The point here is that each dollar used to cover variable costs to increase output of a project could be used to purchase new capital goods instead, or invest in alternative projects, which could get a higher rate of return than it does at the margin by expanding the output of single project. 

Where there are alternative opportunities for investment of these inputs costs, the logical thing to do is to make decisions about the output quantities of each capital project based on maximising the rate of return on all costs of each. This way, each scarce dollar is directed most effectively to maximising both its own profit and its overall rate of return. That is, the profit of each dollar of input is maximised.

Think of it this way
An intuitive story that clarifies the logic of the return-seeking model starts with imagining that every dollar of cost necessary for a firm to spend on production comes from a different investor. To expand output in the face of increasing cost you need to add more investors, who share profits in proportion to their contribution. You do this only if the overall rate of return on the total costs is increasing. Once you hit that maximum rate of return, adding additional investors to cover greater costs reduces both profits and returns for existing investors.

Overall, return-seeking is actually not much different to the standard view. All it does is make explicit the implicit denominator of fixed capital that exists the short-run profit maximisation model, and say that all costs (not just capital costs) have the option to be capital in alternative projects.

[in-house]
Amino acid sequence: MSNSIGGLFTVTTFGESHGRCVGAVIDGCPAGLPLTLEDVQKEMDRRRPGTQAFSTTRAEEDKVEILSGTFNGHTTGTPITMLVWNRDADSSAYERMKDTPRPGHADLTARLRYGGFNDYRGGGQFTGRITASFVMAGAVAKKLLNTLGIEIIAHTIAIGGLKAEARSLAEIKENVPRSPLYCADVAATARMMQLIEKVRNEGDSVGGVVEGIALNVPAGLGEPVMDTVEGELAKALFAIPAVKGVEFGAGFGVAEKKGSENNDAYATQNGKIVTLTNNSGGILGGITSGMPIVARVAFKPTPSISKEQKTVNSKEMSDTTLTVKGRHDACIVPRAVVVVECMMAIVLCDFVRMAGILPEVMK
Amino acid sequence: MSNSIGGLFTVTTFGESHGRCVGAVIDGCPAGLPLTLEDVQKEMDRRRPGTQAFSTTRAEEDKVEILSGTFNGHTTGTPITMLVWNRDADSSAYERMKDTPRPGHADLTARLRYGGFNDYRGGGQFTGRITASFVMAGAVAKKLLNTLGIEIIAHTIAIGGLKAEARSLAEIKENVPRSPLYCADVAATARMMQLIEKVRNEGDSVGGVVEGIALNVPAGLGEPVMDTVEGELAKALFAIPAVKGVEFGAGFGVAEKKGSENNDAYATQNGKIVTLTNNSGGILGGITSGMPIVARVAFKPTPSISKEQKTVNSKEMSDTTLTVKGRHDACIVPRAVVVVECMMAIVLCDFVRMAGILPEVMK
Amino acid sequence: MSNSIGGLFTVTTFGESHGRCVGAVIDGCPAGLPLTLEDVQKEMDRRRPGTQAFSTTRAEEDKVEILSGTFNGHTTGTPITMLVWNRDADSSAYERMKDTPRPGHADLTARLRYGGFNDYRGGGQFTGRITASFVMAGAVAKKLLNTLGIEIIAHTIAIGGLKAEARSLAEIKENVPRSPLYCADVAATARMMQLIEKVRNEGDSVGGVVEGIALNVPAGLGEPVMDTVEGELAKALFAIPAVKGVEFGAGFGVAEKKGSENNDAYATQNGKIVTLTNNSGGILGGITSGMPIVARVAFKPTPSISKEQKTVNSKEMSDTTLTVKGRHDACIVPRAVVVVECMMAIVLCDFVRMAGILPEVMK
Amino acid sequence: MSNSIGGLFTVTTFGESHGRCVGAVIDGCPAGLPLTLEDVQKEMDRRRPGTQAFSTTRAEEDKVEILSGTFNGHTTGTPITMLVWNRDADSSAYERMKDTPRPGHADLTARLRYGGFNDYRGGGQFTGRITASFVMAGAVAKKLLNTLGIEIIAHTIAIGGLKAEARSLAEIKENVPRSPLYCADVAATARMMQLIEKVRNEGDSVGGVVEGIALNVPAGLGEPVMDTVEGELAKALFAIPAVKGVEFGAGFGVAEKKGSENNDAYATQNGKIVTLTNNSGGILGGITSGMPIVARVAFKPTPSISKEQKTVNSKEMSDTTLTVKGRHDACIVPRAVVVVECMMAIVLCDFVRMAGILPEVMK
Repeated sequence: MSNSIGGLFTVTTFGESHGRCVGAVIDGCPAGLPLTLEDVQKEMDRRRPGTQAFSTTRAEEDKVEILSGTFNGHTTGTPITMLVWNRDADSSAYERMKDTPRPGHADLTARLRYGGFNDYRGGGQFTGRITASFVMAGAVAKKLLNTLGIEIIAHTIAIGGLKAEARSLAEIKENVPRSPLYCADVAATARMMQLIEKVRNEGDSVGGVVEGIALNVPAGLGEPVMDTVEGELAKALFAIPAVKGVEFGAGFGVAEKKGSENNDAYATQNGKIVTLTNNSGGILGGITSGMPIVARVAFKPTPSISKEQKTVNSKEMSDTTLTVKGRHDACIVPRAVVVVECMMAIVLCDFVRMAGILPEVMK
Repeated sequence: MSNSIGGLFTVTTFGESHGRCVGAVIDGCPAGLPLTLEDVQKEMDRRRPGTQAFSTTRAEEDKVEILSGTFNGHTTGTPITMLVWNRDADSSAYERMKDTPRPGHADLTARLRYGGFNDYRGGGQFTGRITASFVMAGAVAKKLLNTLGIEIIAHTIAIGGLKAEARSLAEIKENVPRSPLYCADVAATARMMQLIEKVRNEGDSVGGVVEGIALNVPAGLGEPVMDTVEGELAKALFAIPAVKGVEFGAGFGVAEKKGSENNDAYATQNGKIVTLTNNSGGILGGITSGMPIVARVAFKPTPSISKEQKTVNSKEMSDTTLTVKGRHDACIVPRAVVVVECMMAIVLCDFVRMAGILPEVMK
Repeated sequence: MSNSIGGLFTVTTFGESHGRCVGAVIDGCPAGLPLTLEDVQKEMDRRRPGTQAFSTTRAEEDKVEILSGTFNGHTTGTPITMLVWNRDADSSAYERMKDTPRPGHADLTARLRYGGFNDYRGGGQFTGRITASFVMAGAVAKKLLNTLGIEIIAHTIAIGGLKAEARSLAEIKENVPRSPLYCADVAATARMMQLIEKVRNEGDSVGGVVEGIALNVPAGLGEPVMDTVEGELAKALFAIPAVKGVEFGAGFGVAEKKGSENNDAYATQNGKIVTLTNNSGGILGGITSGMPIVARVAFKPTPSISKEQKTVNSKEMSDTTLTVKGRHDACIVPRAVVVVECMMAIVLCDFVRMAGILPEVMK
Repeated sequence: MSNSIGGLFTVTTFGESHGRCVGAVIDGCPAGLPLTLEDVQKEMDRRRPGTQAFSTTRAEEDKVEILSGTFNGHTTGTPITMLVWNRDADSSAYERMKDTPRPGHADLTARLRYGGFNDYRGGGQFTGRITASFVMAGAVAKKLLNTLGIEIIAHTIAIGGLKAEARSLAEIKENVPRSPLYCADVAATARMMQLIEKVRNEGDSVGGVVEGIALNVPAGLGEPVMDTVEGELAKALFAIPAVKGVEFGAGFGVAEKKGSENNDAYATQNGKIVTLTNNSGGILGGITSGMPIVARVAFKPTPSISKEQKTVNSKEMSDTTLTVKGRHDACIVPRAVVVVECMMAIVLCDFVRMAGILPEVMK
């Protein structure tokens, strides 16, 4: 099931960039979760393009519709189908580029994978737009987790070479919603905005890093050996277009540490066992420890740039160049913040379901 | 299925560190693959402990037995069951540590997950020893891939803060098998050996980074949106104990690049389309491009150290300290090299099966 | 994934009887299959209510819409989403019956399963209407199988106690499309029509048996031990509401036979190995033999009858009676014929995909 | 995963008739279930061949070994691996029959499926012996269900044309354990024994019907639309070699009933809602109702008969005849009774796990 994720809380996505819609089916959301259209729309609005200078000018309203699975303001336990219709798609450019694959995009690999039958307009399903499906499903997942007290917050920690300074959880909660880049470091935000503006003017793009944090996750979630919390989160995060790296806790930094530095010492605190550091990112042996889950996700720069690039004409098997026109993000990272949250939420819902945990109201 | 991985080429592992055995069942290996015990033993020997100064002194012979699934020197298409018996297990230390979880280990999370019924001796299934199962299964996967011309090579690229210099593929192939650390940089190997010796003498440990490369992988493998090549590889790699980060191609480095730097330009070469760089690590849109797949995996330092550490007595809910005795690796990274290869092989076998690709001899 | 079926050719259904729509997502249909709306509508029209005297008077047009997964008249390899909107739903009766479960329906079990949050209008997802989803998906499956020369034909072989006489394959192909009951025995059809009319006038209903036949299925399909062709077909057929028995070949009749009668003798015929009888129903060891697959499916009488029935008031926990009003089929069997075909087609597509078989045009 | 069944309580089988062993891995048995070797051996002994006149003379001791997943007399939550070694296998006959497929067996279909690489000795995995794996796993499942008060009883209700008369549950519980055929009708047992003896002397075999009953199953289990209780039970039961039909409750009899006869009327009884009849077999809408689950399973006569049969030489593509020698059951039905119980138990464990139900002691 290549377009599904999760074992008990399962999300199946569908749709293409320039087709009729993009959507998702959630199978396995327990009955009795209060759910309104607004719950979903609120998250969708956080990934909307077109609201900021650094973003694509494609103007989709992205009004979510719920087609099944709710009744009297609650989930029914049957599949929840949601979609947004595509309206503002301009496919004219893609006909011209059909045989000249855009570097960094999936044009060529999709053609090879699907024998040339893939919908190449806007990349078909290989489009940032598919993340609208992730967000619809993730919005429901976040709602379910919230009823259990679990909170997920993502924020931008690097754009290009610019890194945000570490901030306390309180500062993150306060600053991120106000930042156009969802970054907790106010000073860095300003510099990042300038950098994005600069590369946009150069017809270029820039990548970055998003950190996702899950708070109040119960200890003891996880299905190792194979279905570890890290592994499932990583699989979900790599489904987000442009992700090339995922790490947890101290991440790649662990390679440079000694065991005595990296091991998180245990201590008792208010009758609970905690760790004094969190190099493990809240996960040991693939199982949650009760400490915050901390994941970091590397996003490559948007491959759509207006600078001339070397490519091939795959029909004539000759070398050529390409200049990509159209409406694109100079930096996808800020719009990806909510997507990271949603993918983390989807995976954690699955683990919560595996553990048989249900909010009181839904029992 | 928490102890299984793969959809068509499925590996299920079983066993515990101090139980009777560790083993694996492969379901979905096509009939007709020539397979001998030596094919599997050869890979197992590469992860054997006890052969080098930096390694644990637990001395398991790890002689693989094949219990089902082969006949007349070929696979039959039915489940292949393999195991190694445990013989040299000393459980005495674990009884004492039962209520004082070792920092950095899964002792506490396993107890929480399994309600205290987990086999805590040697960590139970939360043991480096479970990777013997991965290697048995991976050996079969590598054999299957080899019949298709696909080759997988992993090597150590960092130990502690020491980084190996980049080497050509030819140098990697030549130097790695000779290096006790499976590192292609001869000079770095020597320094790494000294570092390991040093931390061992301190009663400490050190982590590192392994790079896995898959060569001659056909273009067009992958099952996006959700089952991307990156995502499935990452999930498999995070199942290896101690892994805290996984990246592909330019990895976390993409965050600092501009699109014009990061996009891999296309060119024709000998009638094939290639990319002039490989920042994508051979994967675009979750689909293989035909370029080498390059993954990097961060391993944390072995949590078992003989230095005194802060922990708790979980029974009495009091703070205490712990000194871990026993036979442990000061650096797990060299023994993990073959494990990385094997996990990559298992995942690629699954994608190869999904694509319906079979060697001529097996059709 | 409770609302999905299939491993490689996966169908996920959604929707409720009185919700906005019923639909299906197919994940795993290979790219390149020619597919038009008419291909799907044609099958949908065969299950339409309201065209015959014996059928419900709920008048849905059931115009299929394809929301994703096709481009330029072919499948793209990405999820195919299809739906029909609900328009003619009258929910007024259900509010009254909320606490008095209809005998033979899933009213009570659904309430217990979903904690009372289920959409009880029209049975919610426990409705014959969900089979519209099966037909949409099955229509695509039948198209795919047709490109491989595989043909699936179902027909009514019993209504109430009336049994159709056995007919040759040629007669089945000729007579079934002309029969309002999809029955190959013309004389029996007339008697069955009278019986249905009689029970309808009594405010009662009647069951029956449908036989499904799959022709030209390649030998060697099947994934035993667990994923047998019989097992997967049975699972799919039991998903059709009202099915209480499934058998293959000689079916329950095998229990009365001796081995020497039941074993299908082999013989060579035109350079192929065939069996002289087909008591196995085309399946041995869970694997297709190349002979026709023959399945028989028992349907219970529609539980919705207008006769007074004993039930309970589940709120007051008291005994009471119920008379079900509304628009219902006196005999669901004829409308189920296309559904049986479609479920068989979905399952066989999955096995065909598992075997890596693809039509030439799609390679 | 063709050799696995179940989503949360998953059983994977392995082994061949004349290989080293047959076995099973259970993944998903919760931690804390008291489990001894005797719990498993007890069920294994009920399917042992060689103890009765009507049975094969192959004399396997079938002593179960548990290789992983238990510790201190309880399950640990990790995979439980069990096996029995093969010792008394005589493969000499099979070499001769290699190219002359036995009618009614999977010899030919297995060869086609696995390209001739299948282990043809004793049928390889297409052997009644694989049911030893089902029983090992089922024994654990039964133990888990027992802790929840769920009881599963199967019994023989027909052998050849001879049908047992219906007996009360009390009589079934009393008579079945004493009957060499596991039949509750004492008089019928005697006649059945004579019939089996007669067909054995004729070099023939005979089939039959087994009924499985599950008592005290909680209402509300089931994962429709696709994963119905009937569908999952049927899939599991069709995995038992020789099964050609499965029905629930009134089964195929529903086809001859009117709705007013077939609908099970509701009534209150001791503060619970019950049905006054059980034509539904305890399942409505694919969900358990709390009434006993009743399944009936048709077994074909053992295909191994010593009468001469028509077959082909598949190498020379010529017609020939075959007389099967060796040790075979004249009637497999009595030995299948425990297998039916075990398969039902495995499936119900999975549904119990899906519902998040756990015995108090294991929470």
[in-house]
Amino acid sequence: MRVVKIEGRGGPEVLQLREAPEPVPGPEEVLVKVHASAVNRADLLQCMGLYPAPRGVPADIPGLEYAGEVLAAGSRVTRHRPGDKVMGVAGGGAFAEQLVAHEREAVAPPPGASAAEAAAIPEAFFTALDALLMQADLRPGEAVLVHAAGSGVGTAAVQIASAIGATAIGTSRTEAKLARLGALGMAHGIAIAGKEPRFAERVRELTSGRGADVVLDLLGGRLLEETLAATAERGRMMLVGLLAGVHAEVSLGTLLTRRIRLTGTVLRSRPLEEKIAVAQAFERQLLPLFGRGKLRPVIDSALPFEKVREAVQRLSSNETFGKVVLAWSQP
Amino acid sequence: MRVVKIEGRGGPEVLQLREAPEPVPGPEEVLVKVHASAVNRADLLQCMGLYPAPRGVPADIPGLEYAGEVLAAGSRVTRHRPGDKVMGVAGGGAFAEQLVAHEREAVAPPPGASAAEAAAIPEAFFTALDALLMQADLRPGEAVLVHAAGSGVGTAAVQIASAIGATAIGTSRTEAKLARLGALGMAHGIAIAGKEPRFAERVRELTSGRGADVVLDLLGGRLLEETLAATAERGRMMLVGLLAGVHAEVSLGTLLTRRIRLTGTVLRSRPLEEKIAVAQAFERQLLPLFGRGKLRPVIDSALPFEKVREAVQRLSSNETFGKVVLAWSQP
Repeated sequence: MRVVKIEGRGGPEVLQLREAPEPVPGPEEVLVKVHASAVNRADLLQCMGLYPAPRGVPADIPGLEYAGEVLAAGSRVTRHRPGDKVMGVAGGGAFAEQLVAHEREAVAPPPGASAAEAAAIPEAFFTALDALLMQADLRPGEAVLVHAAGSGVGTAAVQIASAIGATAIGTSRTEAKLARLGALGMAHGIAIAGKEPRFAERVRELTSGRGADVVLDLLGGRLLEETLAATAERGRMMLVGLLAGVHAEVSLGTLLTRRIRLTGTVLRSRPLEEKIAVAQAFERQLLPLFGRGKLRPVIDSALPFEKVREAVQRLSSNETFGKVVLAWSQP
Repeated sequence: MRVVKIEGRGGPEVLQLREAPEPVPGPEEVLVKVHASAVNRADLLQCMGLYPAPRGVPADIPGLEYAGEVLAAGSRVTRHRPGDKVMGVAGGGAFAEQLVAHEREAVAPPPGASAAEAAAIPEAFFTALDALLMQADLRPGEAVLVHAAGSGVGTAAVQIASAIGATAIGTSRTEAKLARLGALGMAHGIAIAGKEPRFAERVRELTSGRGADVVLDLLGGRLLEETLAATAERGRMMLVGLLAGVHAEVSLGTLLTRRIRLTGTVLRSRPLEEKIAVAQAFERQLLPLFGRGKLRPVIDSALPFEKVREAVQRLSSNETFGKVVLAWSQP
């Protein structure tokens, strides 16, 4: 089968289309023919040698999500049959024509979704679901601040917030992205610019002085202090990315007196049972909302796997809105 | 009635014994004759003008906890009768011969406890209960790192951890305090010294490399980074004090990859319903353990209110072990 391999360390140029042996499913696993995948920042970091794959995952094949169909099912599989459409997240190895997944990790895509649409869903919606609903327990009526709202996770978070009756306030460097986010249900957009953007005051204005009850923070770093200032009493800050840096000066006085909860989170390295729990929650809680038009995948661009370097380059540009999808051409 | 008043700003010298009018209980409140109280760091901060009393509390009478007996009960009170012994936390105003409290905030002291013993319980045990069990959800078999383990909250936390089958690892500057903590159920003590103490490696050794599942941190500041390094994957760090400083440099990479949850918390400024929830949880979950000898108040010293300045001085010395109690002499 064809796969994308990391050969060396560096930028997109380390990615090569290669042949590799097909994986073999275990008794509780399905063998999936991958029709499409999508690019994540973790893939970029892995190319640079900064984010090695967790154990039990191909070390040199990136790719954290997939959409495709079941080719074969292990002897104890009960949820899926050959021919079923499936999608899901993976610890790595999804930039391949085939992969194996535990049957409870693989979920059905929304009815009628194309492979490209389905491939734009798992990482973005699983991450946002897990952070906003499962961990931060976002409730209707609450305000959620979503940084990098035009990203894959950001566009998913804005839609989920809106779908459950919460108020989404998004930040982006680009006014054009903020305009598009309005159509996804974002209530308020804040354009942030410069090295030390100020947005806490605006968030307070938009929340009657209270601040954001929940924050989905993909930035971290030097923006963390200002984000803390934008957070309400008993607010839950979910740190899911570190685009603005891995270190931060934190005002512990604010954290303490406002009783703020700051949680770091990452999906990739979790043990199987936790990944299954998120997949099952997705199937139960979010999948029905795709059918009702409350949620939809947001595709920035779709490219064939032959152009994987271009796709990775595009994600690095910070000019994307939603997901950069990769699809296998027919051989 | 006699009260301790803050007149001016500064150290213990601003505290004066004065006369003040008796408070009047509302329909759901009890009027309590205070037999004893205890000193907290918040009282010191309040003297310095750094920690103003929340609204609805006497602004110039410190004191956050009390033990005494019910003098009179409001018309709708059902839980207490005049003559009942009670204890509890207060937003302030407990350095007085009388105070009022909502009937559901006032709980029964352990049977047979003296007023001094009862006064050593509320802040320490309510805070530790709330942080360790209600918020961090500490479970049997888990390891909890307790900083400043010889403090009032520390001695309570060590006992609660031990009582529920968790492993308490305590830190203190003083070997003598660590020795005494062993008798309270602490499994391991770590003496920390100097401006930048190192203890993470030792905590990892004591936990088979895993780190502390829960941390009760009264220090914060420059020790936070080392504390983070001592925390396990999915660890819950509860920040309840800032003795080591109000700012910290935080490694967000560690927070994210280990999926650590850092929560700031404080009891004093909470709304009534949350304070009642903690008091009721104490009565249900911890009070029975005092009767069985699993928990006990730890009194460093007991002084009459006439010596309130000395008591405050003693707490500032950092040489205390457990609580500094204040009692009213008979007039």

Of course, the standard view can be rescued by assuming that there are no alternative options to spend those additional input costs on. In that case, it is consistent with return-maximisation, and is equivalent to having absolutely zero alternative ways to spend those additional input costs.

Making sense of economies of scale
What makes the return-seeking model interesting is that it precludes projects that do not have any economies of scale. If costs are always rising with output, the rate of return on costs can be increased by decreasing the output of the project.

Below I change our example to show a modified project that does not exhibit economies of scale. If output is one, as per the new Panel A, the unit cost is lowest and the rate of return is highest, at 33%. Here, the choice confronting the firm if it wishes to expand output is whether the extra $7.25 in cost necessary to get to Panel B is better spent on investing in nine new extra firms like Panel A, producing one unit each at a cost of $0.75. Clearly producing 10 units of output with ten projects like Panel A is superior, as it makes more profit ($2.50) on less cost ($7.50), and maintains the high 33% rate of return of all costs incurred. 

Overall, the view of firms as return-seekers gives a new way to look at how output choices might be made. Indeed, one of the great problems of the standard profit maximisation view is that it rarely matches the empirical record, which includes evidence from surveys of firm managers about their output and pricing decisions. Return-seeking does in fact match many of these empirical results more closely, and could offer clues about how bridge the reality gap between the economic model and real economic decisions.

Read more about return-seeking in our paper, and see some previous blog discussions of this idea here, here, and here.

Saturday, April 1, 2017

Economics of empty homes

Prosper Australia has for years been conducting research into how many of Australia’s 9.8 million homes are left vacant. Their major finding is that of the 1.7 million homes in greater Melbourne alone, around 82,000 are vacant, or 4.8%. Their research has been cited by a recent United Nations study on the pernicious effects of the financialisation of the housing sector, and has likely been a key reason for the adoption of a vacant housing tax in Victoria, and probably in Canada as well.